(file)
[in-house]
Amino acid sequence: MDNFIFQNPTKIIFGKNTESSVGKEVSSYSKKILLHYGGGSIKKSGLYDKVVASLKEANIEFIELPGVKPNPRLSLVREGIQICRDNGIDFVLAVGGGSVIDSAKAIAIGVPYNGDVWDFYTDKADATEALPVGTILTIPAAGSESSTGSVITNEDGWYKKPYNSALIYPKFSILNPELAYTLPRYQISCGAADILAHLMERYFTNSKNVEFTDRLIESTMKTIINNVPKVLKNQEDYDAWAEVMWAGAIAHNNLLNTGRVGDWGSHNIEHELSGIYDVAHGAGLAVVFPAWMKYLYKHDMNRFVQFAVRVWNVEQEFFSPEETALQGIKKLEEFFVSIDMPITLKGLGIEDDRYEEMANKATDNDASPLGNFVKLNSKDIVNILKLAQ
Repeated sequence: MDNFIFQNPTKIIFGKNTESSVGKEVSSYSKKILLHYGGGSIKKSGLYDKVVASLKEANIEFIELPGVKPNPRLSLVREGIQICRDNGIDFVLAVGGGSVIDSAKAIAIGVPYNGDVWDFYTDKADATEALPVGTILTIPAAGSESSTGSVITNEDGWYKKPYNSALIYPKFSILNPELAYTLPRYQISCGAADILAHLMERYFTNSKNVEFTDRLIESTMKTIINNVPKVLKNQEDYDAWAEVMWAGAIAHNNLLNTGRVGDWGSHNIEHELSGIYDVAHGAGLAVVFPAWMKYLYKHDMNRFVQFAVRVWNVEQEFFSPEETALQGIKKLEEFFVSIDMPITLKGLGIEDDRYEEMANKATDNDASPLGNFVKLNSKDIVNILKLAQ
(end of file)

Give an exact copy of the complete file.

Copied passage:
[in-house]
Amino acid sequence: MDNFIFQNPTKIIFGKNTESSVGKEVSSYSKKILLHYGGGSIKKSGLYDKVVASLKEANIEFIELPGVKPNPRLSLVREGIQICRDNGIDFVLAVGGGSVIDSAKAIAIGVPYNGDVWDFYTDKADATEALPVGTILTIPAAGSESSTGSVITNEDGWYKKPYNSALIYPKFSILNPELAYTLPRYQISCGAADILAHLMERYFTNSKNVEFTDRLIESTMKTIINNVPKVLKNQEDYDAWAEVMWAGAIAHNNLLNTGRVGDWGSHNIEHELSGIYDVAHGAGLAVVFPAWMKYLYKHDMNRFVQFAVRVWNVEQEFFSPEETALQGIKKLEEFFVSIDMPITLKGLGIEDDRYEEMANKATDNDASPLGNFVKLNSKDIVNILKLAQ
Repeated sequence: MDNFIFQNPTKIIFGKNTESSVGKEVSSYSKKILLHYGGGSIKKSGLYDKVVASLKEANIEFIELPGVKPNPRLSLVREGIQICRDNGIDFVLAVGGGSVIDSAKAIAIGVPYNGDVWDFYTDKADATEALPVGTILTIPAAGSESSTGSVITNEDGWYKKPYNSALIYPKFSILNPELAYTLPRYQISCGAADILAHLMERYFTNSKNVEFTDRLIESTMKTIINNVPKVLKNQEDYDAWAEVMWAGAIAHNNLLNTGRVGDWGSHNIEHELSGIYDVAHGAGLAVVFPAWMKYLYKHDMNRFVQFAVRVWNVEQEFFSPEETALQGIKKLEEFFVSIDMPITLKGLGIEDDRYEEMANKATDNDASPLGNFVKLNSKDIVNILKLAQ